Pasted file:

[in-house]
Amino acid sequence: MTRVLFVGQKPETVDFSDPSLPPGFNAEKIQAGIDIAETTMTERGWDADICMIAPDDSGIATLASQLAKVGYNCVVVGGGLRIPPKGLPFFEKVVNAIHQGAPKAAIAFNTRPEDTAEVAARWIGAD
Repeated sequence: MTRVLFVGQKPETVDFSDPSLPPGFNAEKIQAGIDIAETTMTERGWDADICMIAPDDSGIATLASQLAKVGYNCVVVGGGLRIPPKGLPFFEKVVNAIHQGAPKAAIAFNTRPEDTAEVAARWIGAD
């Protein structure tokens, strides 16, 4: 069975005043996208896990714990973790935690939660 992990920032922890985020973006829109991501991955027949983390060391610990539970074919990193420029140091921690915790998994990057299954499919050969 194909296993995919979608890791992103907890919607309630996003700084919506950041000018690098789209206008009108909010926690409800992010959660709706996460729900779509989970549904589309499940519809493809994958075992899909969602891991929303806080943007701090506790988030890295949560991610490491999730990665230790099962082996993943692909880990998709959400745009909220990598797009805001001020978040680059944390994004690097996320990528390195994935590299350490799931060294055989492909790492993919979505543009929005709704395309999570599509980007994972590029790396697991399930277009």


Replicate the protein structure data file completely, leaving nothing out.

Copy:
[in-house]
Amino acid sequence: MTRVLFVGQKPETVDFSDPSLPPGFNAEKIQAGIDIAETTMTERGWDADICMIAPDDSGIATLASQLAKVGYNCVVVGGGLRIPPKGLPFFEKVVNAIHQGAPKAAIAFNTRPEDTAEVAARWIGAD
Repeated sequence: MTRVLFVGQKPETVDFSDPSLPPGFNAEKIQAGIDIAETTMTERGWDADICMIAPDDSGIATLASQLAKVGYNCVVVGGGLRIPPKGLPFFEKVVNAIHQGAPKAAIAFNTRPEDTAEVAARWIGAD
């Protein structure tokens, strides 16, 4: 069975005043996208896990714990973790935690939660 992990920032922890985020973006829109991501991955027949983390060391610990539970074919990193420029140091921690915790998994990057299954499919050969 194909296993995919979608890791992103907890919607309630996003700084919506950041000018690098789209206008009108909010926690409800992010959660709706996460729900779509989970549904589309499940519809493809994958075992899909969602891991929303806080943007701090506790988030890295949560991610490491999730990665230790099962082996993943692909880990998709959400745009909220990598797009805001001020978040680059944390994004690097996320990528390195994935590299350490799931060294055989492909790492993919979505543009929005709704395309999570599509980007994972590029790396697991399930277009």